The different roles women and men play in deadly conflicts and in efforts to prevent and resolve them remain under-researched and analysed. At Crisis Group, we seek to understand the relationship between conflict dynamics and gender identities, and to integrate all relevant perspectives in our analysis and policy prescriptions. We believe that proactively including women’s voices in the field of security and post-conflict reconstruction is critical to building resilient societies and shaping solutions for lasting peace. We have long advocated the full implementation of UN Security Council Resolution 1325 and subsequent resolutions on gender-based violence; greater gender diversity in political leadership and within security forces; and increased women’s participation in peace processes.
At Crisis Group, we believe the interaction of gender and conflict is of central importance. But we consider carefully what a gender perspective entails and the conceptual pitfalls we should avoid. For instance, women are not just victims, but have agency and choice.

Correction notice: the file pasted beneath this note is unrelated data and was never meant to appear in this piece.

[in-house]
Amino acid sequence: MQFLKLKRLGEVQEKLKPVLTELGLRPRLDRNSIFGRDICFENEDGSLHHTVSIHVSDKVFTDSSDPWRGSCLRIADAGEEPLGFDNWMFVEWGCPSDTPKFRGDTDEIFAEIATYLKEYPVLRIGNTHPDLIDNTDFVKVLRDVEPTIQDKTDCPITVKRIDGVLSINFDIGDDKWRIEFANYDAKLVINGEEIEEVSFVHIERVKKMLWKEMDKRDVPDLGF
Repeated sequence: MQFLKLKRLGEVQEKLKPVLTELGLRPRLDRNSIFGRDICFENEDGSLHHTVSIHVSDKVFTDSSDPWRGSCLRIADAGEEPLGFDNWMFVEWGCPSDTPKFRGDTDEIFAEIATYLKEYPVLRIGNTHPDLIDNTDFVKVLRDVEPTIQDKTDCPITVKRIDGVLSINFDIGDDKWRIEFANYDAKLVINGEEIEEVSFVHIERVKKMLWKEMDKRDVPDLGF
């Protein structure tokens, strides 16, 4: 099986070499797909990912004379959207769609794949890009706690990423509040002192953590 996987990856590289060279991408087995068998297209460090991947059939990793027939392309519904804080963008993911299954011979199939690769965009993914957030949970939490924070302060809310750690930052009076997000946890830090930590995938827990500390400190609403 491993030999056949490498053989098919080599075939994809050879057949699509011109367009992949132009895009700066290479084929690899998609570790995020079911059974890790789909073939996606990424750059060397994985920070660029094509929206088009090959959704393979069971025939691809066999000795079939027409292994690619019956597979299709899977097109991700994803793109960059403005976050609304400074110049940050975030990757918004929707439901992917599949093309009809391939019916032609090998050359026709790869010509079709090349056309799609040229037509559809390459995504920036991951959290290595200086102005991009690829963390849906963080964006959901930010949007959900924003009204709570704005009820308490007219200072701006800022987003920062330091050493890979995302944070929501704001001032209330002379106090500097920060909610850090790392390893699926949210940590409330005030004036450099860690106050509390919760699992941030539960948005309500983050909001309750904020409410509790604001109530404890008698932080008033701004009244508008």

Originally published in The Guardian
Our work is informed by research that explores gender and conflict as ideas, political challenges and lived realities.
Too much of the public discussion around repatriating Western citizens, male or female, hinges on an assumption that letting them come home is equivalent to leniency or forgiveness.
While ending the insurgency and countering the militants’ appeal is obviously vital, it is also essential to recognise what precisely has guided women to join [Boko Haram] in the first place.
[Under sanctions] women, as organisers of family life, healthcare, education, will often carry the burden of trying to come up with alternatives for their families in all instances.
The crux of the recent crisis at the [U.S.-Mexico] border is that there are fewer male migrants in their 20s or 30s making the crossing, and many more families, newborns, children, and pregnant women escaping life-or-death situations as much as poverty.
Female peacekeepers can serve as role models for local women, improve relations with the host community, and facilitate information-gathering.